I like this one for its quietness and some interesting details, like the grape skins. I'm a bit put off by the poet's attitude, which, I think, is one of the reasons I didn't put a (*) by it. There are a few stars in the notebook and they indicate which poems I would read out at the local poetry series. But it's okay not to like a narrator if what he says is interesting. I'm posting this one with an eye to revision. Primarily I see myself cutting it. I've been told I can cut the heart out of old work. That's the risk, I guess.

The Lady Around the Corner

The gray lady walks
by outside.
She’s left us tomatoes
on occasion
and little sour plums
and the grapes that break
between your fingers, not
firm but weak in the skin.

Mom goes down
to her house, takes
some extra apples,
some unneeded potatoes.
When she sees her in town
Mom walks with her
with small steps, listening
to her accented English.

I’ve seen her myself in
town and have politely
said hello
but merely in courtesy
and on passing by.

Saturday, December 16, 2006

Dark Side of the Dorothy

So Kent has been fascinated by the idea that Pink Floyd's album, Dark Side of the Moon, provides an amazing soundtrack to the MGM Wizard of Oz. There's even a Wikipedia entry about the startling coincidences -- "Fans have compiled more than 100 moments of perceived interplay between the film and album, including further links that occur if the album is repeated through the entire film."

I brought home the DVD of Wizard, Kent cued up the CD of Dark Side, launching it, as one website suggested, on the MGM lion's third roar. We sat down to be wowed by the coming together of disparate genius -- Roger Waters and Judy Garland, David Gilmore and the Munchkins.

Ye gods. Whoever started this must've been really stoned. Yes, if you are stoned you will go, "Wow, the music (sorta) matches (once in awhile)." If you are not stoned you will go, "Huh? Well, the music SORTA matches ONCE IN AWHILE, but mostly NOT."

I was impressed by the clarity of the print used to make the Wizard DVD. But I suspect your iPod playing shuffle will provide as many coincidentally appropriate tunes to movie X. I remember playing dance music and flipping through random channels on the TV. Yeah, I remember thinking, that's a pretty darn good video.

Friday, December 08, 2006

walker


Theo Jansen makes sculptures that stroll about on many legs. Follow the link to more videos (one of the videos is a BMW commercial, though the clip does not include any image of a BMW).

Jansen has his own site, but I can't get it to load.

Thursday, December 07, 2006

comments on "The Edge"

This is another poem I like from the 1984 notebook. I don't think I am good at description. Still, clean up the grammar a bit and "The Edge" draws a decent enough picture. What is "the edge of the world" and who was going over it? The whole party? As with the last poem I posted I don't see myself revising here. Yet I don't think it's "done" enough for publication. I like its strangeness.

I remember making a joke to Beth about divorce which annoyed her. How long did this marriage last? Two years? Four?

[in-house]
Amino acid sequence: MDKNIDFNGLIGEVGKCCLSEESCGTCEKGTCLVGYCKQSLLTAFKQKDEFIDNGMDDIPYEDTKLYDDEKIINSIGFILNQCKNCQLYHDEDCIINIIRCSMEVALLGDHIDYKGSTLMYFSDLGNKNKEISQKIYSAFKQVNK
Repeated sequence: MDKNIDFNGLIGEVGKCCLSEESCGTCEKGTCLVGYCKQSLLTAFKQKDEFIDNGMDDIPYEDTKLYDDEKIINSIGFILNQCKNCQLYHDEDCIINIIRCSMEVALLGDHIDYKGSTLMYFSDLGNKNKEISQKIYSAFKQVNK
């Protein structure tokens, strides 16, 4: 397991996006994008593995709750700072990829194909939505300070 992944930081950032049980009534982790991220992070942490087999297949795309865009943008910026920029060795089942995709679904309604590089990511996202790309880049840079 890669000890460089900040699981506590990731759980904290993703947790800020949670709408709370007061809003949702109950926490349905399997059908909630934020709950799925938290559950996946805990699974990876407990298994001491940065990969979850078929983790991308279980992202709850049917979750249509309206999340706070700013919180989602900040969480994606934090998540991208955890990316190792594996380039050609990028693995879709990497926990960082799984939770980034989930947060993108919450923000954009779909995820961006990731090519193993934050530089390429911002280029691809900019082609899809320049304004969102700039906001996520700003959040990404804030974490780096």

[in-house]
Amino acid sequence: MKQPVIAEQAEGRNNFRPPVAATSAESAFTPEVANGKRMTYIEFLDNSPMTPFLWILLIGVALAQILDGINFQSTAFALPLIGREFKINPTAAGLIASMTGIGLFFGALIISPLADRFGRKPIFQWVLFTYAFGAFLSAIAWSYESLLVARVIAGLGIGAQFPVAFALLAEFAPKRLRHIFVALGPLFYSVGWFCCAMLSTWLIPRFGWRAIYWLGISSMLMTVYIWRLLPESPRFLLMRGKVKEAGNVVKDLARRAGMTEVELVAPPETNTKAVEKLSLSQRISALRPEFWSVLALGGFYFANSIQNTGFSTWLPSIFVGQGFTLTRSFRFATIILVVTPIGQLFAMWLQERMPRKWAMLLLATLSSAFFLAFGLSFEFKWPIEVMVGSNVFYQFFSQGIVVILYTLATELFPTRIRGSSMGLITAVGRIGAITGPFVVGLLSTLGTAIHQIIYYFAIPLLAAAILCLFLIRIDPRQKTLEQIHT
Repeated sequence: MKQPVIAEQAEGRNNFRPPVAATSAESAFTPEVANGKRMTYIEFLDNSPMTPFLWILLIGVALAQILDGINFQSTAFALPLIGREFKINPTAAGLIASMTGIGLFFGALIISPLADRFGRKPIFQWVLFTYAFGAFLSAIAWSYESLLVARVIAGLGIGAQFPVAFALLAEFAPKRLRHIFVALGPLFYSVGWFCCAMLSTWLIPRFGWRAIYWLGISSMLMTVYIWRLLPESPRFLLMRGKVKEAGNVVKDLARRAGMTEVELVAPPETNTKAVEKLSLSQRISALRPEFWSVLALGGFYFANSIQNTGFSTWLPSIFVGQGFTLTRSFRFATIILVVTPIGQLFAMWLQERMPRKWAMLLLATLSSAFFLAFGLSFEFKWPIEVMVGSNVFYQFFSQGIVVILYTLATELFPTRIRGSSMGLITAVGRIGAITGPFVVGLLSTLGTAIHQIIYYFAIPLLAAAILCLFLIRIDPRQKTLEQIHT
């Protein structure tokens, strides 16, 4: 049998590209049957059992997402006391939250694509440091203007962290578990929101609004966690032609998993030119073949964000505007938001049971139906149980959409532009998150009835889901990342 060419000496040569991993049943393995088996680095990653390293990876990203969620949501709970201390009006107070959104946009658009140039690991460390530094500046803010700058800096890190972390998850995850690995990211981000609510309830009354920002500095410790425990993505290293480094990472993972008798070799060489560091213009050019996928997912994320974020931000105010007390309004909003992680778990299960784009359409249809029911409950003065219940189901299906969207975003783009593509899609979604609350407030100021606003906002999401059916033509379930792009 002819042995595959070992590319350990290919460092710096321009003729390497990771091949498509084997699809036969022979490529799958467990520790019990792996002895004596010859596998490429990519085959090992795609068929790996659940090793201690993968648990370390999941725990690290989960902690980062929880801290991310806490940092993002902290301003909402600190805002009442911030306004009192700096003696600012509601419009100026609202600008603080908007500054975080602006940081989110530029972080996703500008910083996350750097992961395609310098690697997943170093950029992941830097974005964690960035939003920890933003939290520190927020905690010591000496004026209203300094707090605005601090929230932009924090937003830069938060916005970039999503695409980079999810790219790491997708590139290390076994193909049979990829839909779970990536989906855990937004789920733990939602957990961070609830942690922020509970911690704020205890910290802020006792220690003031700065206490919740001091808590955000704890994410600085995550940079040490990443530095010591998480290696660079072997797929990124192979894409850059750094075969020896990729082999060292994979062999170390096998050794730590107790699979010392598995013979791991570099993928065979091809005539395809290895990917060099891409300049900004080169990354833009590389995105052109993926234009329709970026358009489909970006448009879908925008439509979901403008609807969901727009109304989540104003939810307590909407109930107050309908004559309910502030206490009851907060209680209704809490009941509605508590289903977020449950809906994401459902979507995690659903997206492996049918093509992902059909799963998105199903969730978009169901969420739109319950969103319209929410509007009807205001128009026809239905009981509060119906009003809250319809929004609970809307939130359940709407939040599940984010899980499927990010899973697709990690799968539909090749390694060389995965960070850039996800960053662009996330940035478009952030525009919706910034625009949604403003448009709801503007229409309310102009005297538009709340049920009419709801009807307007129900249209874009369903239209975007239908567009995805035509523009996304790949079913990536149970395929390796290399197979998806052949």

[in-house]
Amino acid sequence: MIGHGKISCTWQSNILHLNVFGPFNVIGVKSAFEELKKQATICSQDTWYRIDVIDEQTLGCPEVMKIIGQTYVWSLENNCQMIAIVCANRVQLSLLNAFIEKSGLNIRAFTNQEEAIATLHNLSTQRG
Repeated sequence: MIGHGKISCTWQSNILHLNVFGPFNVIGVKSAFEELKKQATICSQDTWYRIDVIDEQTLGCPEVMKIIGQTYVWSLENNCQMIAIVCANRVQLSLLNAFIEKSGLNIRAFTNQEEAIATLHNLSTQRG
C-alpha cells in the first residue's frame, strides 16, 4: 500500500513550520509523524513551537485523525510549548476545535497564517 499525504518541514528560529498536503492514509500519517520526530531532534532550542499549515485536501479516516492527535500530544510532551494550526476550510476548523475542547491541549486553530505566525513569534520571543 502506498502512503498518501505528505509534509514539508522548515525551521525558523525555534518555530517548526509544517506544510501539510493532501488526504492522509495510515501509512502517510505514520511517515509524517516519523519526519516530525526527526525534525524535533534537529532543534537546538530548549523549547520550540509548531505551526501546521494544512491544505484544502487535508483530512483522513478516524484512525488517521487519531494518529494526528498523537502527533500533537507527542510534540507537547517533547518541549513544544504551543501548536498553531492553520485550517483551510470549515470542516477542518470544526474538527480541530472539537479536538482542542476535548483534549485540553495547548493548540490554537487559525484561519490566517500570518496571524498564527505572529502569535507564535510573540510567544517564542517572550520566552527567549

The Edge

That was when we found the edge of the world
at Beth and Jedd’s wedding
in that soft spot surrounded by
sun dried fields, cracked earth.
The water to feed this wedding chapel
of redwoods, plush grass, cream gazebo
latticework wrapped in lavender ribbons
is pumped through the ground to get here.
They are beside each other in the gazebo
speaking so quietly we in the back row
only see their heads nod.
A small plump minister in a clear voice
reads from her bible.
She invites the audience to help these newlyweds
stay together. “We will,” we say.
After the ceremony while the car is being painted,
the hors d’oeurves passed among the guests,
no one but me has recognized the edge of the world
and even I –
hesitate.

Monday, December 04, 2006

comments on "Morning of the Job Interview"

So I'm thinking I'm going to post a new poem-for-revision. I'm reading through the 1984 poetry notebook that I've been mining recently and I'm rather liking what I'm reading. In 1984 I knew I had a lot to learn; I was trying to teach myself, was writing descriptions and rhymes and scenes. I have no objection to poetry as therapy. Poetry created as therapy can also be art. Poetry play or exercise can also have lasting value.

"Morning of the Job Interview" is both writing as therapy and a writing exercise. As I say in the poem itself, "I write to calm my nerves." I was trying to describe the sensations I was experiencing and gain a measure of control over them. I am not posting the poem here in order to work on it. It's not bad writing. But I can't think what I would do with it now. One becomes better at something through working at it, through practice. I am a better writer for "Morning" and its like.

And, yes, I got the job.

Morning of the Job Interview

Already, as the sleep eases away,
leaks into is own reservoir,
the nervous energies attack my stomach,
as though I breathe insects at every gulp,
fingers itch within
and under my cheeks my flesh tingles,
stretches, shimmies nervously.
But my feet have contributed their heat
to my nervous fingers
and are cold. The energy emerges
in fidgets not warmth as I
pull at the hair on my neck,
rub my nose, cross my legs.
As an engine coaxed from cold inactivity
takes awhile to warm up,
so my mind in full gear runs steady,
without let up, flashing scenes
of today-to-come across my
mental theater. I write to calm my nerves,
steady my breathing, slow my brain.
But any relaxation
flows out my feet.